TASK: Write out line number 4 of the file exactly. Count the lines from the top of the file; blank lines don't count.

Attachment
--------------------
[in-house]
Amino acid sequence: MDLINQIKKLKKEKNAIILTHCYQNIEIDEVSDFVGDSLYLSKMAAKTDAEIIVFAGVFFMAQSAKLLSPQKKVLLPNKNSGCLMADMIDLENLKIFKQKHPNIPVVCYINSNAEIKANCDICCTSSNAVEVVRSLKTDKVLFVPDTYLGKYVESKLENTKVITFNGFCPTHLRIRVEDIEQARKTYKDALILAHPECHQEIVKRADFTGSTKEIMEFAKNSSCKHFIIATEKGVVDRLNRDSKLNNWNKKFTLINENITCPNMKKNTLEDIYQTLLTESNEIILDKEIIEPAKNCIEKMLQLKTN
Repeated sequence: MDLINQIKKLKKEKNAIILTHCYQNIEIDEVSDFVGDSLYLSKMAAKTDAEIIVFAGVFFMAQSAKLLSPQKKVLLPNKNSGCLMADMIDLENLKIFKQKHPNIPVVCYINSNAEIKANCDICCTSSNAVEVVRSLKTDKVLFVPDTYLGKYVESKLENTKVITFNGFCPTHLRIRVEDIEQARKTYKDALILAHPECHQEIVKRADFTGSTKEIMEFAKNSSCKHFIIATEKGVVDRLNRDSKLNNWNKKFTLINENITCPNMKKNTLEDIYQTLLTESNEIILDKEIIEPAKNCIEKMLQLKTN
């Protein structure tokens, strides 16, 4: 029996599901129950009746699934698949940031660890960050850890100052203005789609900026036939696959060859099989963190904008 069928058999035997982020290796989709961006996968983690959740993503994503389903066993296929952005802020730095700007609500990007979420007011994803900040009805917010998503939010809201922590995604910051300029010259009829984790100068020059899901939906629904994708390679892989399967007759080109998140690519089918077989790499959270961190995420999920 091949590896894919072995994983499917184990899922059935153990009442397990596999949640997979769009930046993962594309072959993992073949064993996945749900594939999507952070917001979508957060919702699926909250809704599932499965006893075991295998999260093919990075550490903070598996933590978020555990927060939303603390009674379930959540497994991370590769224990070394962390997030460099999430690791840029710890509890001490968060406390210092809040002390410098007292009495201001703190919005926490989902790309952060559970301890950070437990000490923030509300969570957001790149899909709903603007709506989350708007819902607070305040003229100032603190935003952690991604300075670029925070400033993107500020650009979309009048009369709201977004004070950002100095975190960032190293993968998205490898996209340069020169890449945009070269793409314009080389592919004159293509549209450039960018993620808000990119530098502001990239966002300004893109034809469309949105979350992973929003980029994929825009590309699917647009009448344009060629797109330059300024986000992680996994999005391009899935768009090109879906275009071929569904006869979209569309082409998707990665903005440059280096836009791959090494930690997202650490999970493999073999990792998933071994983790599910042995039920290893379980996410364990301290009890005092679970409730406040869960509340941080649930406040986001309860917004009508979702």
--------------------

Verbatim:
């Protein structure tokens, strides 16, 4: 029996599901129950009746699934698949940031660890960050850890100052203005789609900026036939696959060859099989963190904008 069928058999035997982020290796989709961006996968983690959740993503994503389903066993296929952005802020730095700007609500990007979420007011994803900040009805917010998503939010809201922590995604910051300029010259009829984790100068020059899901939906629904994708390679892989399967007759080109998140690519089918077989790499959270961190995420999920 091949590896894919072995994983499917184990899922059935153990009442397990596999949640997979769009930046993962594309072959993992073949064993996945749900594939999507952070917001979508957060919702699926909250809704599932499965006893075991295998999260093919990075550490903070598996933590978020555990927060939303603390009674379930959540497994991370590769224990070394962390997030460099999430690791840029710890509890001490968060406390210092809040002390410098007292009495201001703190919005926490989902790309952060559970301890950070437990000490923030509300969570957001790149899909709903603007709506989350708007819902607070305040003229100032603190935003952690991604300075670029925070400033993107500020650009979309009048009369709201977004004070950002100095975190960032190293993968998205490898996209340069020169890449945009070269793409314009080389592919004159293509549209450039960018993620808000990119530098502001990239966002300004893109034809469309949105979350992973929003980029994929825009590309699917647009009448344009060629797109330059300024986000992680996994999005391009899935768009090109879906275009071929569904006869979209569309082409998707990665903005440059280096836009791959090494930690997202650490999970493999073999990792998933071994983790599910042995039920290893379980996410364990301290009890005092679970409730406040869960509340941080649930406040986001309860917004009508979702």